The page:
In this day and age it seems almost archaic to initially write this out by hand, but in recognition of Sam Trioli’s exhibition S., partially paying tribute to Harry S. Truman’s correspondence to his wife (circa 1945), it seems fitting to do so. I’ve got my pad of paper at my desk, sitting in my 10’x12’ rustic, shingled weekend cottage (also circa 1945) in N. Truro, a tiny town nestled on Cape Cod between Provincetown and Wellfleet. The ocean is on one side, the bay close by on the other. The area is known for its summers and its art, so often reminiscent of Hoffman or Hopper.
As a boy, Sam Trioli spent summers on the Cape enjoying its attributes and returns with an exceptional exhibition at Farm Project Space + Gallery, a well thought out, delightful anomaly of a gallery in Wellfleet, MA run by Susie Nielsen.
Comingled in this visual commentary of a very complex time period, is Trioli’s annotation in what has been a lighter controversial issue on the grammatical period (or the absence of) after Truman’s middle initial.
The exhibitions title, S. address’s the historical nature and quandary over Harry S. Truman’s middle initial. Trioli writes “Unable to decide on an actual (middle) name, his parents gave him the middle initial S to honor and please his Grandfathers, Anderson Shipp Truman and Solomon Young. Until Truman became president he in fact did not use a period after his middle initial” He goes on to explain that when he became President, he was advised to use proper grammar from the editors of the Chicago Style Manual.
Grammatical controversy may seem trivial in the overall scheme of that trepidatious time period, yet in this context it adds a layer of personal identity to what Trioli’s larger focus is: a contemporary narrative on a powerful mans very human condition of pendent contemplation, correspondence and the decisions that follow.
Trioli’s visual narration initially presents as if a distant relative had gone through attic-boxes of old snapshots. Yet looking closer, his commentary on the aspects of personal and global interaction augments the larger consideration of its relationship between its personal and historical depth, weight and consequences. Conceptually, these bits of love letters from Truman to his wife, the maps and portraits, document the mood of 1945. Cogently separating Trioli’s two large portraits of Truman and his wife Bess is a noticeably inaudible, great portrait of abolishable devastation: the bomb.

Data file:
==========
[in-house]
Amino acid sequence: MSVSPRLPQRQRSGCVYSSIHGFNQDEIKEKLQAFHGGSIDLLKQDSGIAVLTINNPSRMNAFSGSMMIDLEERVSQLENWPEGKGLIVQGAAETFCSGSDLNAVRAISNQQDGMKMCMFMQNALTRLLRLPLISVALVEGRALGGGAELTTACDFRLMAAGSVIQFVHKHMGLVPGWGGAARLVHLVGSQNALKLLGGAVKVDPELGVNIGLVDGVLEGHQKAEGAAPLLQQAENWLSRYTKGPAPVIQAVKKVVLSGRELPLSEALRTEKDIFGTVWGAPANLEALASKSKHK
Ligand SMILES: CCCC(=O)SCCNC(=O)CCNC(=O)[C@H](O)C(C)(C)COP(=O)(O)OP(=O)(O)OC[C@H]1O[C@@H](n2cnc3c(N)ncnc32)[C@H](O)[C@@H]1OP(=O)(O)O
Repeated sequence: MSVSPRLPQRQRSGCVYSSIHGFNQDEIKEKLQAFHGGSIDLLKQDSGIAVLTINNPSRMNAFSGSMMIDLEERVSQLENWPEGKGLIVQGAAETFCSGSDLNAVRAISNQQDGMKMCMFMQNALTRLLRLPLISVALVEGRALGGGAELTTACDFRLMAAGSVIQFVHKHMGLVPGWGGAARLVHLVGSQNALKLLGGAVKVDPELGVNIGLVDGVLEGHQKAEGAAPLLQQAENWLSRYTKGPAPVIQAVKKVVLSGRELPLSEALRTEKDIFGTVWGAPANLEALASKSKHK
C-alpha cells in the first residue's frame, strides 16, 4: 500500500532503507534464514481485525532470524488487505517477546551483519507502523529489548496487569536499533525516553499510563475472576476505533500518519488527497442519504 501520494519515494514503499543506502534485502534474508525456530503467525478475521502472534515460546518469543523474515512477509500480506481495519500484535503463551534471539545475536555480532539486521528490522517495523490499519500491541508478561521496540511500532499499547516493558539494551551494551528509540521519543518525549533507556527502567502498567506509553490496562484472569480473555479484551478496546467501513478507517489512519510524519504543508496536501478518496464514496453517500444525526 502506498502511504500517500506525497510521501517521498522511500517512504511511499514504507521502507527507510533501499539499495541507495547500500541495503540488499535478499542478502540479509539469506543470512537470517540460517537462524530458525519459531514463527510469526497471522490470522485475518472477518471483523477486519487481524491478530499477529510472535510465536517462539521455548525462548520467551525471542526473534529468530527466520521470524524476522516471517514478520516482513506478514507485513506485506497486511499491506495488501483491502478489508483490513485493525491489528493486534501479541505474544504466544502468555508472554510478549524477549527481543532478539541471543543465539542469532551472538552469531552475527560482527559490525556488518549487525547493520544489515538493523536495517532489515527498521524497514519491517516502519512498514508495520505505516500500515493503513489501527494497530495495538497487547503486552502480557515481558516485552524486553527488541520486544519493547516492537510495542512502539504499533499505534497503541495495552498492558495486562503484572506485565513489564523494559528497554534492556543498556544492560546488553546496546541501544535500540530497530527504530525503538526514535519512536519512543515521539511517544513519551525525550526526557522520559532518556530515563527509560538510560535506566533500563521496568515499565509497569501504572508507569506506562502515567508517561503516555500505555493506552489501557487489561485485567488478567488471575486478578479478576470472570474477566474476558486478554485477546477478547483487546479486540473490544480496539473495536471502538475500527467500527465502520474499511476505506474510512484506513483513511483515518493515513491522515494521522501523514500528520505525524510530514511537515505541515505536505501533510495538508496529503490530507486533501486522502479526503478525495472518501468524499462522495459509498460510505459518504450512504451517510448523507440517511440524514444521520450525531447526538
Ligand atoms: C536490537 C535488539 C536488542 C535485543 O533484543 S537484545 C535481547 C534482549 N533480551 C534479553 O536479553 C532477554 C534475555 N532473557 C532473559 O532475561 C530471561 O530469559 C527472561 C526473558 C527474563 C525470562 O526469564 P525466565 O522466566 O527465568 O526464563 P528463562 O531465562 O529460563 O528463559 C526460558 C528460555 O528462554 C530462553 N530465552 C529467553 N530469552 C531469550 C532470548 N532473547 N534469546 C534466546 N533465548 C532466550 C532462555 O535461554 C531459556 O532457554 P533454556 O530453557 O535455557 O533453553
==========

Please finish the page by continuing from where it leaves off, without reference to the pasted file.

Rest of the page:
The effectiveness of the tonal portraits are a testament to Trioli’s ability to patiently handle both the addition and removal of thin layers of oil on canvas, beautifully producing both a painterly and photo-realistic contrast to the more contemporary works so eloquently placed in the exhibition.
With “Truman Letters I – V” Trioli utilizes telling lines from Truman’s letters to his wife Bess in suggestive works implicative of lightweight, silvery embers seeming to have fallen ever so infinitely from the apocalyptic atomic-era sky. Then, years later, as if found by Trioli, delicately placed on panel for us to reflect and ponder. “Pray for me and keep your fingers crossed too,” Truman writes.
S. is a careful exhibition that needs to be read literally and conceptually, tragically and lovingly in order to fully appreciate the delicacy in which Trioli so thoughtfully and skillfully presents it to us.
Writing by Tim Donovan
Tim Donovan is an artist and curator. He spends his time between New York, New Hampshire and Cape Cod.
Photography provided by the gallery and the artist.